Former female members of the Australian Defence Force are more than two times as likely to die by suicide compared with the general population, a new report has found.
The latest update on suicide among ADF members by the Australian Institute of Health and Welfare revealed that while suicide rates remained similar to previous years, ex-ADF members still had a higher rate compared to the Australian population.
The suicide rate between 1997 and 2020 among ex-serving men was 27 per cent higher than the general population, after adjusting for age, while ex-serving women had a rate 107 per cent above.
However, suicide rates among permanent and reserve members of the ADF who are currently serving remained below rates among the broader community.
The report found male permanent members of the ADF had a 49 per cent lower suicide rate, while it was 46 per cent lower for men in ADF reserves.
It's the fifth year the institute has released findings into suicide rates among veterans.
Institute spokesman Paul Pham said the report provided key information about how suicide rates differed.
"This ongoing monitoring aims to inform improvements in mental health and suicide awareness and prevention for serving and ex-serving ADF members and their families," he said.
"The AIHW acknowledges that every life lost to suicide is a tragedy and the impacts on family, friends and communities are profound."
This year's report follows the release of the interim report of the royal commission into veteran suicide.
The commission made 13 recommendations, which included measures to reduce the medical claims backlog for veterans.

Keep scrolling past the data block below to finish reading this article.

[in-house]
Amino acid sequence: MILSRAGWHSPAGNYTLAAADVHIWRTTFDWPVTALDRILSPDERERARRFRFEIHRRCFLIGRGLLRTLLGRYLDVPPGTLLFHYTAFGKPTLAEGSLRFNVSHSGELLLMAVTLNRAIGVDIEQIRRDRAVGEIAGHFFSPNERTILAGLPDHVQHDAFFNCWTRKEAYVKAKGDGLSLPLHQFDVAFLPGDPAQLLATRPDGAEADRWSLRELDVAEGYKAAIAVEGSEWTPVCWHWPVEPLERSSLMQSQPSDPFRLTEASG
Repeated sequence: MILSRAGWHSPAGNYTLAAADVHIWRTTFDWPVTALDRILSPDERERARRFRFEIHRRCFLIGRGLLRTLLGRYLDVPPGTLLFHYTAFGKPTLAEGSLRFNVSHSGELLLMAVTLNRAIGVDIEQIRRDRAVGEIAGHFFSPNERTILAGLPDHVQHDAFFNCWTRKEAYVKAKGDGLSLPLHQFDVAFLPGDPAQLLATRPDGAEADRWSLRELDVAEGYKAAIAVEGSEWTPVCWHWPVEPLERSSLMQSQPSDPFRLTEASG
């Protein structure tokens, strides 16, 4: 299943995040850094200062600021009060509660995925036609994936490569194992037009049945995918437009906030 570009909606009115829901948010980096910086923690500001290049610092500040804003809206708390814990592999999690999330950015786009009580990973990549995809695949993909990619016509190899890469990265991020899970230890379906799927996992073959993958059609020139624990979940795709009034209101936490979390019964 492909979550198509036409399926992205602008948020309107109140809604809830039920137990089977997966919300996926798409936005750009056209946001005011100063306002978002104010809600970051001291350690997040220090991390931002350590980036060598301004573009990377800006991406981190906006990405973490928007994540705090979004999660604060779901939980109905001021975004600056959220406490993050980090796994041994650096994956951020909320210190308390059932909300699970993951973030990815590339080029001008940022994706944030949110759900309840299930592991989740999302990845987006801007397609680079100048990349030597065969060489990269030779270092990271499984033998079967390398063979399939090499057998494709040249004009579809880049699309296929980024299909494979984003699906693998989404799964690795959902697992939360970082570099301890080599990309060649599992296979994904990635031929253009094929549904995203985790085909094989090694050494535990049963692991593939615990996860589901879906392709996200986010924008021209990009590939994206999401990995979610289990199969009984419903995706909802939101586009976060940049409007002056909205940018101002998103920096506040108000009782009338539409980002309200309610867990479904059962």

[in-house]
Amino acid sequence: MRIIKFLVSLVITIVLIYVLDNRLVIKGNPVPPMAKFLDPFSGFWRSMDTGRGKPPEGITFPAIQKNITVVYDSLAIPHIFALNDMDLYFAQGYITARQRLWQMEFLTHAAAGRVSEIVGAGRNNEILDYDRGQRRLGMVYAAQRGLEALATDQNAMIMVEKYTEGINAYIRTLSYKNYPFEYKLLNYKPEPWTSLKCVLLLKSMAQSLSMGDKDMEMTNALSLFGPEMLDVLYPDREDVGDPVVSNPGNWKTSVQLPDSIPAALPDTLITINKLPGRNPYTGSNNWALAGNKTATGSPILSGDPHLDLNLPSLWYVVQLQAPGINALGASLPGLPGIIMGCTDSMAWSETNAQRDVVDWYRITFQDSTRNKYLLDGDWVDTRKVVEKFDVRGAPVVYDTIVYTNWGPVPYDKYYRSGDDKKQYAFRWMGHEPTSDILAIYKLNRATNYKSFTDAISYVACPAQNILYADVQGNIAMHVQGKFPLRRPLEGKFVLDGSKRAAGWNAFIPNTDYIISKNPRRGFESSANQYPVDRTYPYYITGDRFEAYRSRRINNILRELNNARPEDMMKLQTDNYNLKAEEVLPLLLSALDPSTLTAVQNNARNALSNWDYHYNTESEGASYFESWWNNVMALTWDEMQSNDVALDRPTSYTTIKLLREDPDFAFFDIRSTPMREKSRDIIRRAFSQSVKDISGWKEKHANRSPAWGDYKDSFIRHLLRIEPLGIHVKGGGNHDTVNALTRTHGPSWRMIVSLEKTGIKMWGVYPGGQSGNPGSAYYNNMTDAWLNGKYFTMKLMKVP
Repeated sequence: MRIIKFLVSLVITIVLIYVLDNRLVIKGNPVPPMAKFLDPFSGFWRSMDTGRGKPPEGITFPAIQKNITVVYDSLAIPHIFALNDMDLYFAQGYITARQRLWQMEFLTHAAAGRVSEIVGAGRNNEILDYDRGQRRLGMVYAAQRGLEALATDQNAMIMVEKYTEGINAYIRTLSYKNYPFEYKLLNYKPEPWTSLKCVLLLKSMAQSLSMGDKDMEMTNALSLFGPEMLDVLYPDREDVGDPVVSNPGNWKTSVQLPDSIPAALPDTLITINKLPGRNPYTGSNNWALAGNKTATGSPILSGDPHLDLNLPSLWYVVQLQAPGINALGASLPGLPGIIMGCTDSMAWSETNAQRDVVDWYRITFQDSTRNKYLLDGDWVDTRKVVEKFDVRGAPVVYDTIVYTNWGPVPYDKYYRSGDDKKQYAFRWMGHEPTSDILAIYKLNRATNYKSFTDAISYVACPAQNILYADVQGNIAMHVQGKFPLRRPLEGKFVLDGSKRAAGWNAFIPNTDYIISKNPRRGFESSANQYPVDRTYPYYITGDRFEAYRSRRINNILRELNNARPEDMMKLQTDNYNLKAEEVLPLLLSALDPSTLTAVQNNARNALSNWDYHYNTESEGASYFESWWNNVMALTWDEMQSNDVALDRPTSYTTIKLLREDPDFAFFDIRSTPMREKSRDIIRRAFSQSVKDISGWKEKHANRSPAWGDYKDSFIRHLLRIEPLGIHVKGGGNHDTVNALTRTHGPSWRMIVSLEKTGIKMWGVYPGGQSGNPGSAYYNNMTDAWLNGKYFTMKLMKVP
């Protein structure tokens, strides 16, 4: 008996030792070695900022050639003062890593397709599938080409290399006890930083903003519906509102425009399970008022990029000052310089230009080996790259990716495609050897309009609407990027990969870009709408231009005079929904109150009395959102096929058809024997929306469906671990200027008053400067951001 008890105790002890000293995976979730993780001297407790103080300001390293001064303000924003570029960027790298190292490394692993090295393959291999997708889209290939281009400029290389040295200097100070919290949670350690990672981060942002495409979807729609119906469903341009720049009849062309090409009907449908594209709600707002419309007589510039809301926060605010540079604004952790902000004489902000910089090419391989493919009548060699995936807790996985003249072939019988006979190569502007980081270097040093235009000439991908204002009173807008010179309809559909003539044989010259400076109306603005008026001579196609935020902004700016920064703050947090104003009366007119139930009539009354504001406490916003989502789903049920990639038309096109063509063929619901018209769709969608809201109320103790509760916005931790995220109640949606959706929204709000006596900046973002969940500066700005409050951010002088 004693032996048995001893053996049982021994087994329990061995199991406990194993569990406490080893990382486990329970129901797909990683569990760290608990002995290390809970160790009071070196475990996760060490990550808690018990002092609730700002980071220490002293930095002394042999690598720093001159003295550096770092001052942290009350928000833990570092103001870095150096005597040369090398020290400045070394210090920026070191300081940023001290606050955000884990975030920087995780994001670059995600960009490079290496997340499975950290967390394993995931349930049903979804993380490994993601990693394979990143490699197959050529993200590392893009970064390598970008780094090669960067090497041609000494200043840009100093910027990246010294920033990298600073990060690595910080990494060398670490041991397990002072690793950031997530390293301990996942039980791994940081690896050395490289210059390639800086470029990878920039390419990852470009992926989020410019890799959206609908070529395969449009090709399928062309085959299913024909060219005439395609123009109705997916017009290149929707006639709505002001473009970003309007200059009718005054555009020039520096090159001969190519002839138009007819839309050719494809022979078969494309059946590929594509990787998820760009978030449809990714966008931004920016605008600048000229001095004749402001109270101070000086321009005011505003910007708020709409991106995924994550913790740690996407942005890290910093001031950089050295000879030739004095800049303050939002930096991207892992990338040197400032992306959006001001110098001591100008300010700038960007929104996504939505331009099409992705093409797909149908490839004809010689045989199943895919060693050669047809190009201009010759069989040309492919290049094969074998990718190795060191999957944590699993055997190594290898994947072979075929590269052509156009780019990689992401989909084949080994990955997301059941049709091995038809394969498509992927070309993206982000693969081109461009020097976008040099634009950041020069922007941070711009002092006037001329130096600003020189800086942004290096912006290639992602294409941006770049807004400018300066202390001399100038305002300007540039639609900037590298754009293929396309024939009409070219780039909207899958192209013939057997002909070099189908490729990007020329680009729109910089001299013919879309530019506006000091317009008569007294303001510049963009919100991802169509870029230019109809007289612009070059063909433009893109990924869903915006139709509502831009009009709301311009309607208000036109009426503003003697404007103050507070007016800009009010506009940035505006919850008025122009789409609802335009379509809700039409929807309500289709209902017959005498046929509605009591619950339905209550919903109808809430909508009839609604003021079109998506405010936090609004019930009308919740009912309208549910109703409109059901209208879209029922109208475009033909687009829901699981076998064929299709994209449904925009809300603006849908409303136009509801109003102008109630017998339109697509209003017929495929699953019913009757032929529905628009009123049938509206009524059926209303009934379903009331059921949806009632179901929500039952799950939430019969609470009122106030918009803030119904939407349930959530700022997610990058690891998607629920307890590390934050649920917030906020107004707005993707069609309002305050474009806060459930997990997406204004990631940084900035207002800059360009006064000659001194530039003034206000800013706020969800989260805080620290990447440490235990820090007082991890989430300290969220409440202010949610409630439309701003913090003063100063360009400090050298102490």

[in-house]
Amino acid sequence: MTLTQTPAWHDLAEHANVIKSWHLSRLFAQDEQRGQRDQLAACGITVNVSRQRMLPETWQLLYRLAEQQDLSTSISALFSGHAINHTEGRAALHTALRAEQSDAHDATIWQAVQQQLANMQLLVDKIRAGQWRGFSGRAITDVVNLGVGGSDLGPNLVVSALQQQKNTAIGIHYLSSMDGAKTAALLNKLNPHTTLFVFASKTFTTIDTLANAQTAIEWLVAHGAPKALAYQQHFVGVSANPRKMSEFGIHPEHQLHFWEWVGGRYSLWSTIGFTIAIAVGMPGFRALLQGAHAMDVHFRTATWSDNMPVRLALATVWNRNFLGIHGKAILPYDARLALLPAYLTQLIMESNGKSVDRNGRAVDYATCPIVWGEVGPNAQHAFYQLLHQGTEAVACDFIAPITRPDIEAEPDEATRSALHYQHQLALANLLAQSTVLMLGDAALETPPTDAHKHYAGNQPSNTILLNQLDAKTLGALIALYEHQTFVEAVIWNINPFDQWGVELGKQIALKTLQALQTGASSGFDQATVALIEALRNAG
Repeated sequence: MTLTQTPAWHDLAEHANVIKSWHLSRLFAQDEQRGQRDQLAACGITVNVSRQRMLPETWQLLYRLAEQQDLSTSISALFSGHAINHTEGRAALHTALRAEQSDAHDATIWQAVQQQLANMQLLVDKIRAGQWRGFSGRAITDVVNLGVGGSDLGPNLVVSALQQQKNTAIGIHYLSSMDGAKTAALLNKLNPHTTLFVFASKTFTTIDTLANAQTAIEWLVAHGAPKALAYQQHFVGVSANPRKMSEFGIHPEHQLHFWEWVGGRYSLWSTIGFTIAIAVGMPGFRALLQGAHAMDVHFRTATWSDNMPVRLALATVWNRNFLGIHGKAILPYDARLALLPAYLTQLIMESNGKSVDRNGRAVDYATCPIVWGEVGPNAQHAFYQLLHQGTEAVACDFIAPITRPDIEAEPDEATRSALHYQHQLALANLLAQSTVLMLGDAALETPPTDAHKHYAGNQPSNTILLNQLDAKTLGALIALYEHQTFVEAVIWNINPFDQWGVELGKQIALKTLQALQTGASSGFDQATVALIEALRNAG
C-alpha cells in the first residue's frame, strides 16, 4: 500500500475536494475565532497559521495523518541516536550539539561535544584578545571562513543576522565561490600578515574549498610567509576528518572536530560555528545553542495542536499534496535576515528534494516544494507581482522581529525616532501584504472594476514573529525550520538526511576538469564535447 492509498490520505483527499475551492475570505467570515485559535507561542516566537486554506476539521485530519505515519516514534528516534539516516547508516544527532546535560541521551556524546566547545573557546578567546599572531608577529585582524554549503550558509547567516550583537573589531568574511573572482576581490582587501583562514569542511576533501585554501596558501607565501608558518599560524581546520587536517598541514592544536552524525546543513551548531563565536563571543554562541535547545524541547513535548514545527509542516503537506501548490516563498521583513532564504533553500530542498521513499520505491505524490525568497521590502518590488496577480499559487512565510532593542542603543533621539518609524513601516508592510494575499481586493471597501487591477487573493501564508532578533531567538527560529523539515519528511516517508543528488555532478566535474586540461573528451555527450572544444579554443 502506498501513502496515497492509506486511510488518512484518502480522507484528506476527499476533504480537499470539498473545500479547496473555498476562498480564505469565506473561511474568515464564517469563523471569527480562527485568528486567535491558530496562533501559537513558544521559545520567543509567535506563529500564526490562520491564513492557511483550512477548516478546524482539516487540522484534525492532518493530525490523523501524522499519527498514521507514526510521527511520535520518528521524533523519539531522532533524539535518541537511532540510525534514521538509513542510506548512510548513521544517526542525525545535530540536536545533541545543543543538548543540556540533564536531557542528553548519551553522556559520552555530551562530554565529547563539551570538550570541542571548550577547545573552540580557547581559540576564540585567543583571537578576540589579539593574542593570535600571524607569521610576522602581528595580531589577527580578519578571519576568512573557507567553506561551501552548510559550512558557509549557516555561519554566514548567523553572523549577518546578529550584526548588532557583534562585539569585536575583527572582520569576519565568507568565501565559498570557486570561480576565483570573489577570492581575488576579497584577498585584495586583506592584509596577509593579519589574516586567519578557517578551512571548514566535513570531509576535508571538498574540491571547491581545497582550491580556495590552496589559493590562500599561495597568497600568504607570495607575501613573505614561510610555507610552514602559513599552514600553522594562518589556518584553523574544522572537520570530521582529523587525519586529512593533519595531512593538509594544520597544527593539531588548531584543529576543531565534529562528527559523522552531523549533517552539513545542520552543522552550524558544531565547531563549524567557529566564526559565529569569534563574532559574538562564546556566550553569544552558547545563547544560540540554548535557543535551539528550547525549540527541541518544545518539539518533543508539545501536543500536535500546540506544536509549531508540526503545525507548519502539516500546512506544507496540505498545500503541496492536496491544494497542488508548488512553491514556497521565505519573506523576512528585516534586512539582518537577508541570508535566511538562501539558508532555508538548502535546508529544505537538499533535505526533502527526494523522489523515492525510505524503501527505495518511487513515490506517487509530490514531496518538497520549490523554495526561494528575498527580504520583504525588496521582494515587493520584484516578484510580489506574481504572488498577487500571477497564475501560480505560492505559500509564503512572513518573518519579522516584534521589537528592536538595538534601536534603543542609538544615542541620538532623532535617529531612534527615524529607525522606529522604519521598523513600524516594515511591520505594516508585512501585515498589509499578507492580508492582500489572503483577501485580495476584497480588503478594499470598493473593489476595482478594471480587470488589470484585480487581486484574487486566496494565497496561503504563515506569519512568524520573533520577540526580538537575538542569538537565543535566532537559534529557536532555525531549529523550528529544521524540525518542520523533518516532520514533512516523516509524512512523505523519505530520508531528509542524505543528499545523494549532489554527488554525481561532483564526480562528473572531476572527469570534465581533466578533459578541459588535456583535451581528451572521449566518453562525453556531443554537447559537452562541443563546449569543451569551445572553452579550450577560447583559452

Veterans' Affairs Minister Matt Keogh said the government would respond to each of the recommendations quickly.
"The research in this report, coupled with the work of the royal commission, is critical to deepening our understanding of the sad reality of suicidal ideation in our veteran community, enabling us to undertake the necessary reform to save lives."
Royal commission chair Nick Kaldas said the figures outlined in the report were concerning.
"These aren't just numbers, but people who tragically felt they could not go on," he said.
"Behind every death by suicide are family members, friends and colleagues whose lives are forever changed."
Mr Kaldas said gaining data on those who served pre-1985 would be useful.
"It is important we have a full picture of the problem, to understand where and how to best direct efforts to prevent suicide and to improve the lives and wellbeing of the defence and veteran community," he said.
Royal commission hearings are set to resume later this month.
The institute's report said between 1997 and 2020, there were 1600 deaths from suicide among ADF members who had served since 1985.
For men who left the defence force voluntarily, the suicide rate was similar to the overall rate among Australian men.
The report found the most common risk factor for suicide was the presence of a mood disorder such as depression and anxiety.
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